Amazon’s “Taking Pictures” Patent

Sometimes companies are granted patents that leave people scratching their heads. A perfect example is the patent Amazon received in 2011 for taking photos. The exact language of the patent is as follows:

a background comprising a white cyclorama; a front light source positioned in a longitudinal axis intersecting the background, the longitudinal axis further being substantially perpendicular to a surface of the white cyclorama; an image capture position located between the background and the front light source in the longitudinal axis, the image capture position comprising at least one image capture device equipped with an eighty-five millimeter lens, the at least one image capture device further configured with an ISO setting of about three hundred twenty and an f-stop value of about 5.6″

Put in simple terms – these are the instructions for taking a photo against a while background. Why on earth would Amazon feel the need to file a patent like this?

It all comes down to intellectual property and protecting yourself. Think about what Amazon does – they sell products online. That is their entire business. They need to be able to present consistently high-quality product photos to their customers, or their services will lose their appeal. Amazon’s entire business model depends on their ability to show off their products in an attractive way. When you look at it from that perspective, it absolutely makes sense that they would want to patent the exact process they use to do this.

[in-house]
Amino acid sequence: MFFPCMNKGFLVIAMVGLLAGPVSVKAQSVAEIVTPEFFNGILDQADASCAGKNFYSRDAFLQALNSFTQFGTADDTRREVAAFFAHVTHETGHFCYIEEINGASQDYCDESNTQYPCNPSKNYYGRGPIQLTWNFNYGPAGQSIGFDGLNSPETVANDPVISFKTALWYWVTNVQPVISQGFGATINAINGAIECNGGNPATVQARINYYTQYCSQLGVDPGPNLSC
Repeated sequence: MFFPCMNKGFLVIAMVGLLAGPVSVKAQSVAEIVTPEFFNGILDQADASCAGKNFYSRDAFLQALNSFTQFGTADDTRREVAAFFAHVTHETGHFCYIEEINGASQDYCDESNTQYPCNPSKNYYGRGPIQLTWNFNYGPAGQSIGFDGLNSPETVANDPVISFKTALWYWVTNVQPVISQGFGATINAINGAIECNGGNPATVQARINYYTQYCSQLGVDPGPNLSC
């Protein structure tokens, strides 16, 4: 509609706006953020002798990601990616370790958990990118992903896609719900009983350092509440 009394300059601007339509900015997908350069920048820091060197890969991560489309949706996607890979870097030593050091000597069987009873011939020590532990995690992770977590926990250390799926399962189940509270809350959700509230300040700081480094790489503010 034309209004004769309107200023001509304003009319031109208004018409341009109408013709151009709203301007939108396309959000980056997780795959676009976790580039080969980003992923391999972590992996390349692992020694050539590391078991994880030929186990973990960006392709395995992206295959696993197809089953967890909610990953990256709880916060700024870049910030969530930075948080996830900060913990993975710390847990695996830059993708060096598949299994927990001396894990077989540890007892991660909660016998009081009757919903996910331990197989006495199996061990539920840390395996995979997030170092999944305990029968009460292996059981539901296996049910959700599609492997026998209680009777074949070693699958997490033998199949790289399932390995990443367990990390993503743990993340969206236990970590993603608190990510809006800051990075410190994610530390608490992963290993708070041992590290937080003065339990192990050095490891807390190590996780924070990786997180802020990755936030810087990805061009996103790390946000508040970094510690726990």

Because the process is so specific, it’s unlikely that anyone out there who also happens to take product photos is going to replicate this process down to the absolute specifications. In other words, photography studios likely do not need to be worried that Amazon’s legal team is after them. Amazon seems to just be doing their due diligence by protecting something they hold dear. Not everyone agrees that this patent is necessary or helpful, as they have been publicly criticized for filing it in the first place, but from an intellectual property standpoint, it is not that far-fetched.

What do you think? Do patents like this protect things that should be protected? Or are the critics right that this somehow hinders innovation by placing unnecessary restrictions on things?

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